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Deep Sea Fishing: Howie Kendrick

The Marlins desperately need a proven bat like Kendrick’s. His 2019 playoff heroics and defensive versatility make the fit even better.

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Time to spend Bruce Sherman’s and Derek Jeter’s money! Entering the third year under new Marlins ownership, fans expect to see significant improvement at the major league level. Some of that improvement will surely come from within, but prospects—as they say—will break your heart. Successful MLB rebuilds make sure to surround their young cores with veterans who can bring credibility and reliable production. Free agent additions figure to be critically important to keeping the Fish on track.

To date, the largest investment that the Sherman/Jeter Marlins have made in any free agent was $5.25 million for Cuban outfielder Víctor Víctor Mesa. “Deep Sea Fishing” is a series of profiles on established, available players—all of them projected to cost more than Víctor Víctor—who should be seriously considered by the front office.

2019 team(s): Nationals

2019 salary: $4 million

2020 season age: 36

Marlins connection? THE MARLINS ARE INTERESTED IN HOWIE KENDRICK THIS IS NOT A DRILL (Brittany Ghiroli of The Athletic reports).

Ghiroli notes that Kendrick is “from Florida,” but he was born and raised in the Jacksonville metropolitan area. That’s as close to Atlanta as it is to Miami, so he isn’t a candidate to accept a hometown discount.

Why the Marlins should want him

After back-to-back dreadful seasons for the Marlins offense, wouldn’t it be nice to have a high-quality veteran bat? That’s Howie Kendrick’s music. He posted an outstanding .344/.395/.572 slash line for the 2019 Nationals, which translates to a 146 wRC+ (100 is league average). To put that in perspective, Giancarlo Stanton owns a 142 wRC+ in his major league career.

Baseball Savant

Kendrick’s batted ball data suggests that was no fluke. According to Statcast, he ranked in the 92nd percentile among MLB players in average exit velocity, 94th percentile in hard hit rate and 98th percentile in expected weighted on-base average (wxOBA).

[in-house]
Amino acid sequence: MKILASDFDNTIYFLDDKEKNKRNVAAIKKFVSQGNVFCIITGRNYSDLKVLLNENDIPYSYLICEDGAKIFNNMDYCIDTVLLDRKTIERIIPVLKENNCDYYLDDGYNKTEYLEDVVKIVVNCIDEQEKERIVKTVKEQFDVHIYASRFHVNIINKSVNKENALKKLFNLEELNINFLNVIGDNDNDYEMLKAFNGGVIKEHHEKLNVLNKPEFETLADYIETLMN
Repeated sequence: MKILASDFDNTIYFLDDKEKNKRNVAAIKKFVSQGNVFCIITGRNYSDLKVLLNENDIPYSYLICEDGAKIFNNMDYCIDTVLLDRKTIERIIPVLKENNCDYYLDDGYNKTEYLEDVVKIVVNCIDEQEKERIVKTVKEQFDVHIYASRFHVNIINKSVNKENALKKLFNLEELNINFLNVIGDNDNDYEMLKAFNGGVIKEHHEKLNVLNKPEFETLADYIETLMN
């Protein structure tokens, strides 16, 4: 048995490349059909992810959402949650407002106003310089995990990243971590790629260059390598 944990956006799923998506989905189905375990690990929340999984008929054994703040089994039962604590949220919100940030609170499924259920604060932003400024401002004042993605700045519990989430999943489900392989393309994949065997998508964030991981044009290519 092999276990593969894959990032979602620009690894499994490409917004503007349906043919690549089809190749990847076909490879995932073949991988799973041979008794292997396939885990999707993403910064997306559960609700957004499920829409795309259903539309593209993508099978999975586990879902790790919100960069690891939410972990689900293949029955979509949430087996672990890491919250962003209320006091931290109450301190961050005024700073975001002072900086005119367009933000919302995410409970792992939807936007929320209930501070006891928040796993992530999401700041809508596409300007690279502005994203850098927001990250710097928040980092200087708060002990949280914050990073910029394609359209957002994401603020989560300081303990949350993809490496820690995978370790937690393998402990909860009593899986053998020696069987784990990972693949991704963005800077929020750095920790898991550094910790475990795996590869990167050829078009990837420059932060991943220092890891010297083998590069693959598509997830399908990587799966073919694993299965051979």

During the first decade of his major league career, Kendrick spent the vast majority of his defensive appearances at second base. But he has demonstrated his versatility in recent seasons with hundreds of innings each at first, second, third and left field. That would allow the Marlins to reap the benefits from his bat without “blocking” young players who are trying to get comfortable at specific positions.

On a similar note, coming off the bench doesn’t diminish Kendrick’s production. In 68 plate appearances as a non-starter in 2019, he had an otherworldly 1.278 OPS (career .900 OPS in those situations vs. .765 OPS as a starter). With active rosters expanding to 26 next season, teams figure to be more proactive about using pinch-hitters. Kendrick could have valuable insight for his teammates about the preparation and mindset required to handle that task.

After underachieving in most of his postseason runs with the Angels, Dodgers and Phillies, Kendrick bucked the narrative this October. He was named NLCS MVP and hit the game-winning home run for Washington in Game 7 of the World Series. Signing him on the heels of that would instantly bring the Marlins more credibility and marketability.

Peter Casey-USA TODAY Sports

A family man who has earned more than $65 million on the field, Kendrick is seeking a short-term free agent deal—perhaps only one guaranteed year—before evaluating whether he wants to keep playing. Particularly for the Marlins who have so few existing payroll commitments, he would be low risk/high reward.

Why the Marlins might not get him

Kendrick ruptured his right Achilles tendon in May 2018 while patrolling left field and hasn’t played out there at all since then. So he’s likely to be an infield-only option for the Marlins, somewhat restricting his versatility. The Defensive Runs Saved and Ultimate Zone Rating stats regard him as a slightly below-average defender, and the eye test is even more discouraging (that’s why I advocate for Brock Holt instead). Another consequence of the injury: stolen bases and infield hits are no longer significant parts of his game. Investing in the 36-year-old is betting entirely on him continuing to mash the ball.

Speaking of age, Kendrick would really be defying the odds if he matched his 2019 excellence. Nelson Cruz, Adrian Beltre, David Ortiz...those guys are outliers. MLB teams have generally been scaling back free agent splurging because history shows players to be extremely unreliable in their mid-30s and beyond.

The main objections from Kendrick’s perspective would have to do with the lack of competitiveness and relevance—he has never been immersed in a “rebuilding” environment for a full season. Brittany Ghiroli identified the Rays as expressing early interest in him. If the money being offered by both is similar, I highly doubt he’d choose the Fish.

Fish Stripes estimates a 25% chance of the Marlins signing Howie Kendrick this offseason.

Be sure to bookmark and check in frequently as the Deep Sea Fishing series continues...